Pricing is important. No-one works for the least possible return, margin is important for company growth and commission payments are important for the sales person’s sense of achievement, self-worth and self-respect. Plus, nothing breed success like success and there can be no better mark of success for a sales person than a bumper commission payment.
Despite its importance few sales training courses address pricing as thoroughly as they should. Much time and energy is given to the sales structure, the questions to ask, the order to ask them, constructing the premise and demonstrating value, but when it gets to the point that it’s all geared for…we can rely on intuitive pricing….and in doing so compromise the margin, leave budget on the table and ultimately, in some instances, devalue our offering.
This piece is not going to give you everything you need to know about pricing smartly (you see, I don’t work for free either) but what it will give you is an insight into two techniques that you may want to think about.
Get the last 6 months revenues out and look at the difference in bottom line by increasing the prices charged by a mere 1%, then do the same at 2%, 3% and do on, maybe up to 10%…then work with the sales person to understand what that means in terms of selling. Start off by asking them to go through the sales they made and why the priced those sales as they did, ask them to reflect on (with the value of hindsight) how much more they think they could have secured. To do this you may want to ask them about how quickly the order was signed off, the objections they had to handle, how many times they handle price objections, how many times they have resolved those price objections by solving something other than price. And finally, you need to ask: do they think that the product will bring value to the client and do they think that the value delivered could sustain another 3% (say) increase?. Do they think the product is too expensive?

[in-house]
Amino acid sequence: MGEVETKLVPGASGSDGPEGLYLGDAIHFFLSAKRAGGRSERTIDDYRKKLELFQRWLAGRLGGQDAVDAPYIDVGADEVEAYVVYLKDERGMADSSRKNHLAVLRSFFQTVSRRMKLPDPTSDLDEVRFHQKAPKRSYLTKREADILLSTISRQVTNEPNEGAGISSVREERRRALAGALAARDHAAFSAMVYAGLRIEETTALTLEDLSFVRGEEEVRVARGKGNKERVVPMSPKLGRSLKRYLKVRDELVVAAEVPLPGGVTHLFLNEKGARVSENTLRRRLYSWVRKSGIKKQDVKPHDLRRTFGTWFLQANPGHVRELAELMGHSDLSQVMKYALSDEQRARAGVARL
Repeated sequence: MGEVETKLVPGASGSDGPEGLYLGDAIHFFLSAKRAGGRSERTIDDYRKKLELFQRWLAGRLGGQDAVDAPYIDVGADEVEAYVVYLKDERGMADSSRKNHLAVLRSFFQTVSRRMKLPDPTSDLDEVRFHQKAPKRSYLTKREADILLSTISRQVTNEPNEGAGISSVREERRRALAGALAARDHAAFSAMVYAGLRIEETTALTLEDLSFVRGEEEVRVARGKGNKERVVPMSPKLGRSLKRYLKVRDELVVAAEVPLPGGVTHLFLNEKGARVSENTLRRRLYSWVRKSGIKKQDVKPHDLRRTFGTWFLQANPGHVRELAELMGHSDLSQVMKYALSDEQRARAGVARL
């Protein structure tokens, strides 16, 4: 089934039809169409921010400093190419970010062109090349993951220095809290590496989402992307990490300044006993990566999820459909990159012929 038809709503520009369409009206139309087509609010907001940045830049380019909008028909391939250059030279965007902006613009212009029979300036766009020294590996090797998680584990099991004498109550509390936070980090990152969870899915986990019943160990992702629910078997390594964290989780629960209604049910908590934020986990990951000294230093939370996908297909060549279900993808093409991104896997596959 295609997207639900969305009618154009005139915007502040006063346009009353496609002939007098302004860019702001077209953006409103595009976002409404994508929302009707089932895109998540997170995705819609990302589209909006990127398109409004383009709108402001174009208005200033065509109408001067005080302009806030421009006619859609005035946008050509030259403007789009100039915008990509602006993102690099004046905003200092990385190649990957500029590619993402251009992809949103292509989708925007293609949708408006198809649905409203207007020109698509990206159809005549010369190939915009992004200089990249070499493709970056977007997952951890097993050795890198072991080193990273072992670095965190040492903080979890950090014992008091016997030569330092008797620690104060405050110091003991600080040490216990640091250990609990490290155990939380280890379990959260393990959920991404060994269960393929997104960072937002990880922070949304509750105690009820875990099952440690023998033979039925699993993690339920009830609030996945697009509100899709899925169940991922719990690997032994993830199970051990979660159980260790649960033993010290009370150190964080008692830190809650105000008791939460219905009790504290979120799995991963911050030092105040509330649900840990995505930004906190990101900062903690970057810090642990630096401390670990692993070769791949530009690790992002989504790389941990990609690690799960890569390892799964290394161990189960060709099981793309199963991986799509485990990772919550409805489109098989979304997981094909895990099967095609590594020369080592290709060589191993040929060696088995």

The purpose of this is to make the ‘Price Conversation’ less scary. A price objection is simply a clue that the prospect is failing to see the value in the proposition – you need to explain it/demonstrate it again and not in the way you explained or demonstrated it before – that didn’t work remember. So rather than talking, go back to asking questions of the prospect.
As the Sales Manager you can explain all of this to the sales person.
Take the sales person through a very robust ROI sales presentation. Look at the likely returns a typical prospect will get from having your product or service.
This allows the sales person the opportunity to fully understand orders of magnitude and payback periods.
These are both fundamental leverage points for gaining the price you want.. Many sales people, especially new sales people, fail to make the connection between price, value and worth. Some also confuse consumer spending with business spending. Yes, these are basic business principles, but if no-one has pointed them out, they can make a huge difference.
Plus it never hurts for you to do an ROI based sales pitch to your more experienced members of the sales team who may need reminding about what a great product and service you actually have!!
Tip 1 – look at breaking down the mental blocks around small percentage price increased in relation to what it can do to their overall sales figures
Tip 2 – make them comfortable with talking about value and worth in relation to cost. No point talking about cost alone – it’s a concept that only has meaning when it is related to something else.
Finally – ensure their skill set is sufficiently high to allow them to incorporate the new thinking. If not, well that’s just a subject for another post at another time.
Carol Griffiths – Lead Consultant and Director
Morton Kyle Limited
0779 002 1885